Reports: Iran uses tear gas to disperse protesters
TEHRAN, Iran -- Police in Tehran used tear gas and batons Tuesday to disperse anti-government protesters demanding the release of opposition leaders, with several people arrested in the biggest street clashes in Iran's capital in more than two weeks, witnesses and opposition websites said.
Protesters rallied at several points in the capital, chanting "Death to the dictator" and urging authorities to free Mir Hossein Mousavi and Mahdi Karroubi, whose family and supporters claim are now under full-time detention, according to kaleme.com.
Witnesses said riot police charged on protesters in central Tehran to try to scatter crowds. Some police took swipes at cars whose drivers were believed to be honking their horns in support of the demonstrators.
Family members and opposition activists say the two leaders have been moved from house arrest to a Tehran prison along with their wives. Iranian authorities deny the reports, but the two opposition leaders have not been seen in public or have posted statements on their websites in more than a week.
Mousavi and Karroubi were put under house arrest after they called for a Feb. 14 protest rally, the largest in more than a year following a relentless crackdown by Iranian authorities. Clashes between protesters and security forces during the demonstrations killed two and wounded dozens.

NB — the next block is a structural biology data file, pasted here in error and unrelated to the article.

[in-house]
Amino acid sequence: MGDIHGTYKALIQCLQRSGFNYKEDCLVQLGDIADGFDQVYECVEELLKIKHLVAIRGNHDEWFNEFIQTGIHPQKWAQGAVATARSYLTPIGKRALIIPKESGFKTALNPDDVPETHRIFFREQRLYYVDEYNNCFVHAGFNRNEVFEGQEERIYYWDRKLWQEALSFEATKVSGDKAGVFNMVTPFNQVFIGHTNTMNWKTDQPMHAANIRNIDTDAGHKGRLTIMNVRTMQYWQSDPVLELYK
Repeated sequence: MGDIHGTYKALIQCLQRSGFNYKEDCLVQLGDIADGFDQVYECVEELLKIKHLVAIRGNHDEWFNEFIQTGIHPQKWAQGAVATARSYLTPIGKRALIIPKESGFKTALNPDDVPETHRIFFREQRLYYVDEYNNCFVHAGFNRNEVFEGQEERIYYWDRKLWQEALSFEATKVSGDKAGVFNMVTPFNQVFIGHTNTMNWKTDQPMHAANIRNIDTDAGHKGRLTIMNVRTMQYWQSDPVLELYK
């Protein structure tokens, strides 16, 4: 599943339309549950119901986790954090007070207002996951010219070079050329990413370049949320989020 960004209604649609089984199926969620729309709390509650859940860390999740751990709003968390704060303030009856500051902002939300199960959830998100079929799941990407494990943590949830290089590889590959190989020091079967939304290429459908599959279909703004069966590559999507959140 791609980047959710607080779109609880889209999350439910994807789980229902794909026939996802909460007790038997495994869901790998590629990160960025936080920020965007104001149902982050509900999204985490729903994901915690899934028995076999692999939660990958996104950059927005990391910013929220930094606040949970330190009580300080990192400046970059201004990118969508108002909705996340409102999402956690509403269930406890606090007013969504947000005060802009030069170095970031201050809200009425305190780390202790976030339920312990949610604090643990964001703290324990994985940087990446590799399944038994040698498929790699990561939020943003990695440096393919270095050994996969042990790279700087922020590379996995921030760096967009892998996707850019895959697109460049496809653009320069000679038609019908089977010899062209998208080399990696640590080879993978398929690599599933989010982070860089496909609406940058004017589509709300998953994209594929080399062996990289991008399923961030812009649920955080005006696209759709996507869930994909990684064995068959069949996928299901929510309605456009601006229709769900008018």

The opposition movement -- dispirited and in disarray just a month ago -- has been revived by inspiration from the Arab world's political revolts and the reports of the detentions of Karroubi and Mousavi, who claims he was rightful winner of 2009 election and that President Mahmoud Ahmadinejad was re-elected through massive vote fraud.
Both Mousavi and Karroubi -- who also ran in the June 2009 election -- have been under increasing pressure from authorities who crushed street protests by their supporters.
The protests that swept Iran after the disputed election grew into a larger movement opposed to Iran's ruling system. Hundreds of thousands peacefully took to the streets, but a heavy security crackdown crushed the protests.
Iran's leadership has rejected calls by hardliners to bring the two to trial on anti-state charges, fearing that it could serve as a rallying point for the beleaguered opposition's supporters. The current claims about their detentions, however, could also help to re-energize opposition forces.
Foreign Ministry spokesman Ramin Mehmanparast said Iran will not respond to international questions about the whereabouts of the two, adding that the country considers the matter a "completely domestic" affair.
The semiofficial news agency ISNA quoted state prosecutor Gholam Hossein Mohseni Ejehei as saying the two were not detained but did not elaborate. On Monday, he said authorities have cut all outside contact with them as part of a campaign to silence dissent.
However, the opposition and their relatives said they are being held in a military garrison in Tehran.
There has been no independent confirmation of their location.
White House spokesman Jay Carney told reporters Monday: "We obviously find the detention of opposition leaders to be unacceptable and we call on them to be treated well and released."
Mehmanparast denounced outside pressures to clarify the status of the two opposition figures.
"The internal issues of our country are completely domestic and no country is and will be allowed to interfere in the internal affairs of our country," he told reporters.
Mehmanparast said any "issues relating to" Mousavi and Karroubi "will be dealt in the framework of law by judicial authorities."
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